In the race to decarbonization and achieving net-zero emissions, there is a clear role to be played by governments, individuals, NGOs and companies.
In this article I describe why I believe in the leadership role of Corporate Sector.
I argued that the private sector is a principal driver of decarbonization, reducing carbon emissions, due to three reasons:
- First, corporates are flocking to adopt net-zero emissions.
- Second companies have the tools and resources to implement the change.
- And finally, companies have a key position to influence different parts of our society.
3 reasons for companies leading decarbonization
First: net-zero momentum
Climate change is one of the major threats humanity has ever faced, and solving it requires drastic reductions of carbon emissions.
In particular, in order to limit global warming to 1.5 degrees Celsius, we need to achieve net-zero before 2050.
Companies, mostly after the 2015 Paris Agreement, have increasingly jumped into decarbonization and committed to carbon neutrality before 2050.
As an example, 155 companies worth US$2.4 trillion have pledged under the SBTi to align their emissions reductions to the latest climate science. Some reasons are reducing climate-related risks, reduce costs and attract capital and talent.
Second: Resources for Decarbonization
Companies have budgets to invest, skilled professionals and access to experts from universities and R&D institutes. These resources allow them to be ahead in the curve of the energy transition.
Above all, setting a net-zero emission target creates an incredible excitement from employees in the organization that want to to help. Companies increase their efforts in energy efficiency or sourcing and investing in renewable energy (read about sourcing green energy here).
From the product design to the material sourcing or discussing with consumers and investors, carbon reductions are becoming an integral part of companies.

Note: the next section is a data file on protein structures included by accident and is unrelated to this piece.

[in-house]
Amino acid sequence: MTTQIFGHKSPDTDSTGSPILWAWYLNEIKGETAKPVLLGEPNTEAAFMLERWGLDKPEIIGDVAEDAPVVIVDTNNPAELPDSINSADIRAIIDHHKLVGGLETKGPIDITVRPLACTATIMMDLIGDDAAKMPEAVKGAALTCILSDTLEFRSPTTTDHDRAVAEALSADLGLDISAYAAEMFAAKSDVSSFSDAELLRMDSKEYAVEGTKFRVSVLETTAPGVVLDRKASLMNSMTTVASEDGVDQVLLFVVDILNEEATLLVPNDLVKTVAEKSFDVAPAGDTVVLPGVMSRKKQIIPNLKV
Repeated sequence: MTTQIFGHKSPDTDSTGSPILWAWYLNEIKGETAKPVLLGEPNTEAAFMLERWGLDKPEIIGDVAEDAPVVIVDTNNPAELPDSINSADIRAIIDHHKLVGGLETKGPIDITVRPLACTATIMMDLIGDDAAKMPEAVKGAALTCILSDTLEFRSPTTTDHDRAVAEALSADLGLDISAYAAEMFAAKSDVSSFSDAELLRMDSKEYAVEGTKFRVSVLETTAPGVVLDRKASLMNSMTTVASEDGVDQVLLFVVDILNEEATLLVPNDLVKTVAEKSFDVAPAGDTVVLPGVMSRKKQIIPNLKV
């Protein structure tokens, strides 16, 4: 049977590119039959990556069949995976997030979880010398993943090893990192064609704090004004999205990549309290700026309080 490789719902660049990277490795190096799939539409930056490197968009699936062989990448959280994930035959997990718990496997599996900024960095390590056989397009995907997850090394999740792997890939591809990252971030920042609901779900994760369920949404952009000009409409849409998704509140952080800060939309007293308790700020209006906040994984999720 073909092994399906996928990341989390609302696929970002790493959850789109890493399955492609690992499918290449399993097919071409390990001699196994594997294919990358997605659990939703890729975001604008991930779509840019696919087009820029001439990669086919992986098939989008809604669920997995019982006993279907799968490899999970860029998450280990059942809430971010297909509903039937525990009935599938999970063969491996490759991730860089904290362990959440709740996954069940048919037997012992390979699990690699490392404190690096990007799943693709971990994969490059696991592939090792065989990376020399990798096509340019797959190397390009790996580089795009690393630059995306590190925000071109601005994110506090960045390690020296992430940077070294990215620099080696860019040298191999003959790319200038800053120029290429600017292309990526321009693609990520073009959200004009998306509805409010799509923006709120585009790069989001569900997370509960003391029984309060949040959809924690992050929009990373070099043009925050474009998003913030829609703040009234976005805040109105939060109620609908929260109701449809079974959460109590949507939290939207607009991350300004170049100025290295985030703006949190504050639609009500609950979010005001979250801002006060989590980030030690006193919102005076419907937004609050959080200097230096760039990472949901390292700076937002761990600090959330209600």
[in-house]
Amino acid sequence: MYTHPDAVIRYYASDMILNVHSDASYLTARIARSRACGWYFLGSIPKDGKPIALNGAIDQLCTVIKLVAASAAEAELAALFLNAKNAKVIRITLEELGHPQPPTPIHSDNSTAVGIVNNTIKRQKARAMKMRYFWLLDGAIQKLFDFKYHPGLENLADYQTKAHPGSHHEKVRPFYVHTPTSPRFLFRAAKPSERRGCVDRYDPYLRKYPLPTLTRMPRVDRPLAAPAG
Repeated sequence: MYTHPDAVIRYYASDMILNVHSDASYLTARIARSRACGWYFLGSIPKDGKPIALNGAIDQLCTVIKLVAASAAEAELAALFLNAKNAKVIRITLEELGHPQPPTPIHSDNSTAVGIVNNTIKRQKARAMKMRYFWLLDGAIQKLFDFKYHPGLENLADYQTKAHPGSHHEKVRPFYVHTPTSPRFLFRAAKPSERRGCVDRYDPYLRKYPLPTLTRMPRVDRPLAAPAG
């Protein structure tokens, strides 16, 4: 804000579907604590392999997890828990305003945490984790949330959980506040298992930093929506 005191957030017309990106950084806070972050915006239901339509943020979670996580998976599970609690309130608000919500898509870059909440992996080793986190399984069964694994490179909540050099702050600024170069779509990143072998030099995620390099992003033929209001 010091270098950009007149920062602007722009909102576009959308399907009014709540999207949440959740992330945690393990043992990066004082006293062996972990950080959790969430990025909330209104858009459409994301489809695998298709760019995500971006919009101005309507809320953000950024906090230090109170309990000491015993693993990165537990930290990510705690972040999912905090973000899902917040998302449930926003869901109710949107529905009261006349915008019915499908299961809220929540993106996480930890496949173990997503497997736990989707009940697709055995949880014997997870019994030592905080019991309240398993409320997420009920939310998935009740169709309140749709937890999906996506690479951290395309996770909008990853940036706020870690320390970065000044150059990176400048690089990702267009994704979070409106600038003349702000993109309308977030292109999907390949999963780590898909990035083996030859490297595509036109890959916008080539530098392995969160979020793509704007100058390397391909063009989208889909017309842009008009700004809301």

Third: Strategic position
Companies have employees, face investors, listen and interact with consumers, operate trans-nationally and source products and services from suppliers. To start with, companies embedding carbon neutrality are catalysing the development of new clean technologies.
On top of that, companies have the capability to influence policymakers and help them shape legislation that accelerates the economy’s decarbonization.
For example, companies can demand and support governments that pair recovery from COVID19 with climate action. This will ensure that economies emerge stronger than before (‘build back better’).
Moreover, corporates increase confidence in investors, consumers, and employees by sharing their transparently their progress.
Finally, sustainability leadership and ambition is cascaded down to corporates’ suppliers (you can read how here).
As an example, it is normal for a multinational company to source from 40,000 to 100,000 suppliers. Corporates support their suppliers in reducing their carbon emissions.
Above all, companies have the privilege and responsibility to influence these groups to make our world carbon achieve net-zero emissions.
As a conclusion.
Because of the net-zero momentum, resources and position, companies have the responsibility play a key role in the transition to a low-carbon economy.
The success will require the right policies and incentives by governments. Will need investors building climate-resilient portfolios.
Most importantly, the success of reducing emissions will require consumers changing their behaviours and making the right choices when choosing the products they buy.
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